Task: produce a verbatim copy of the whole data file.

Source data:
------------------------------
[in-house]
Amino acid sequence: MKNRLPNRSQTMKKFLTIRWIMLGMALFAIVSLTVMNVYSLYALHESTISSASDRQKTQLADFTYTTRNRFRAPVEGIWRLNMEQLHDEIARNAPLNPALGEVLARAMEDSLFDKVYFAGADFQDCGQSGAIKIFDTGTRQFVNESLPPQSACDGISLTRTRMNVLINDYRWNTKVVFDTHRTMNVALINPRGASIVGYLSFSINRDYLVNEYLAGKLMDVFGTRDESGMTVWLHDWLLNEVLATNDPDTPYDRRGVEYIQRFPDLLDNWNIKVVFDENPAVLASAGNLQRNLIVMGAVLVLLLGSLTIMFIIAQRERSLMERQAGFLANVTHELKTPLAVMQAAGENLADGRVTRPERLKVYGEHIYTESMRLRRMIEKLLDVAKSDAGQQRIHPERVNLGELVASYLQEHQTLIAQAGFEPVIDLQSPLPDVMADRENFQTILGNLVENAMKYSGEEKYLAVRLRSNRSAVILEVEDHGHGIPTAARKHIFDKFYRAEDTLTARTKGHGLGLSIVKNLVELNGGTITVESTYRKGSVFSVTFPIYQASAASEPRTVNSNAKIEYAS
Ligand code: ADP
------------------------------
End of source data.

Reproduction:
[in-house]
Amino acid sequence: MKNRLPNRSQTMKKFLTIRWIMLGMALFAIVSLTVMNVYSLYALHESTISSASDRQKTQLADFTYTTRNRFRAPVEGIWRLNMEQLHDEIARNAPLNPALGEVLARAMEDSLFDKVYFAGADFQDCGQSGAIKIFDTGTRQFVNESLPPQSACDGISLTRTRMNVLINDYRWNTKVVFDTHRTMNVALINPRGASIVGYLSFSINRDYLVNEYLAGKLMDVFGTRDESGMTVWLHDWLLNEVLATNDPDTPYDRRGVEYIQRFPDLLDNWNIKVVFDENPAVLASAGNLQRNLIVMGAVLVLLLGSLTIMFIIAQRERSLMERQAGFLANVTHELKTPLAVMQAAGENLADGRVTRPERLKVYGEHIYTESMRLRRMIEKLLDVAKSDAGQQRIHPERVNLGELVASYLQEHQTLIAQAGFEPVIDLQSPLPDVMADRENFQTILGNLVENAMKYSGEEKYLAVRLRSNRSAVILEVEDHGHGIPTAARKHIFDKFYRAEDTLTARTKGHGLGLSIVKNLVELNGGTITVESTYRKGSVFSVTFPIYQASAASEPRTVNSNAKIEYAS
Ligand code: ADP